Mernissi (1995) opposes the concept of the "subjugated" women into Arab Muslim world. Mernissi's mother celebrated the birth of her daughter in the same enthusiastic way reserved especially for newly born boys. Mernissi (1995) claims that the male superiority in the Arab countries is anti-Muslim and she points out that there are political aspects both in the harem and in controlling women. When dwelling on the power relations and hierarchies that exist within the harem, she refers to the resistance as "shuffling of the cards" and as "confusing of the roles" (Mernissi 152). "In a harem, you don't necessarily ask questions to get answers. You ask questions just to understand what is happening to you (Mernissi 22)."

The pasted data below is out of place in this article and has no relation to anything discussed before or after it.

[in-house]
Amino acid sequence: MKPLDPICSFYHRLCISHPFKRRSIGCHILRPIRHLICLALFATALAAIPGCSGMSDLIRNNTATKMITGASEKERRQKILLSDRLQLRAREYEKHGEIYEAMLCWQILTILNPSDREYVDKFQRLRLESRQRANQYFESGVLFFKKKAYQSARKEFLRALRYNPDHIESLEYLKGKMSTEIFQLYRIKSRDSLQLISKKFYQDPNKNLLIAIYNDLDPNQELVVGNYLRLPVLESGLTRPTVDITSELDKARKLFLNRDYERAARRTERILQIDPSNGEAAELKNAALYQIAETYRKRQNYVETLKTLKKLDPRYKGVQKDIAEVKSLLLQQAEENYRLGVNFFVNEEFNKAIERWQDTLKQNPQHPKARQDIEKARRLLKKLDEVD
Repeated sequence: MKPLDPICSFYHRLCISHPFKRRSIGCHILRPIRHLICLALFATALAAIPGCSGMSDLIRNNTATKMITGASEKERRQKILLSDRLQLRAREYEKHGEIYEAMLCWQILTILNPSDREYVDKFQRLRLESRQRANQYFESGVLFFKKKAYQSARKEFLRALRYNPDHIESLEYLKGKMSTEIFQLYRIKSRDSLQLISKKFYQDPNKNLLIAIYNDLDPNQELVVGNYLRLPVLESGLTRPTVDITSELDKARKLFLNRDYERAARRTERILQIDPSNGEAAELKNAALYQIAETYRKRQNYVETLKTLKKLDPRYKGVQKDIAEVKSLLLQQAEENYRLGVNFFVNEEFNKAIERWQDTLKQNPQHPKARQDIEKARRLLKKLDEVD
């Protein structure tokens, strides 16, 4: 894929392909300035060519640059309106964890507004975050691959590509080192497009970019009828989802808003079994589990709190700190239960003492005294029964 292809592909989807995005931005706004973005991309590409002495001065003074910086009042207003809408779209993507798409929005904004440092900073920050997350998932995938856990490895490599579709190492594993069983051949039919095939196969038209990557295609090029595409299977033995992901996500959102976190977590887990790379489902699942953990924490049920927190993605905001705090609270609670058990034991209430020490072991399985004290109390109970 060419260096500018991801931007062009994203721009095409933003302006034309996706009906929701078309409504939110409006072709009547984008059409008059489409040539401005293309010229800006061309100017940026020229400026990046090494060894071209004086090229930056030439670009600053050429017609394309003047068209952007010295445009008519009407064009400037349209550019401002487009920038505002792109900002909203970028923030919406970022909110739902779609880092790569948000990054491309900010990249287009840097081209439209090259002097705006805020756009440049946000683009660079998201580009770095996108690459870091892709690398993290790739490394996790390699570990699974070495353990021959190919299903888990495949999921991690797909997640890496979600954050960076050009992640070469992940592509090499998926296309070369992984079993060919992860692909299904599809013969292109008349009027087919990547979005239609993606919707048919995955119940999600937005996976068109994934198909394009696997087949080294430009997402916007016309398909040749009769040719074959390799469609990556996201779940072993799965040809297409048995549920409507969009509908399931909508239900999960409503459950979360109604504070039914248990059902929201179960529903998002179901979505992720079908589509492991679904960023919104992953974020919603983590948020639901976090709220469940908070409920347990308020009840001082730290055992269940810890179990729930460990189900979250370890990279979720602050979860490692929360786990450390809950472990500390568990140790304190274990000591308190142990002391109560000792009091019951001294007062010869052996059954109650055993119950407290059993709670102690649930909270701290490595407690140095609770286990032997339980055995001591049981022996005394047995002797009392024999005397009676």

The reason why Mernissi's family is challenging traditional family practices in Morocco society is that they want to really experience the gender equality. Mernissi's family wants to show that they have the inner strength to fight for their rights and demonstrate the women's acts of rebellion. The power for Mernissi (1995) is identified and constantly named - Islam scholars, writers, teachers, grandfather. However, it should be noted that for Mernissi (1995) old women also symbolize the power. ...Show more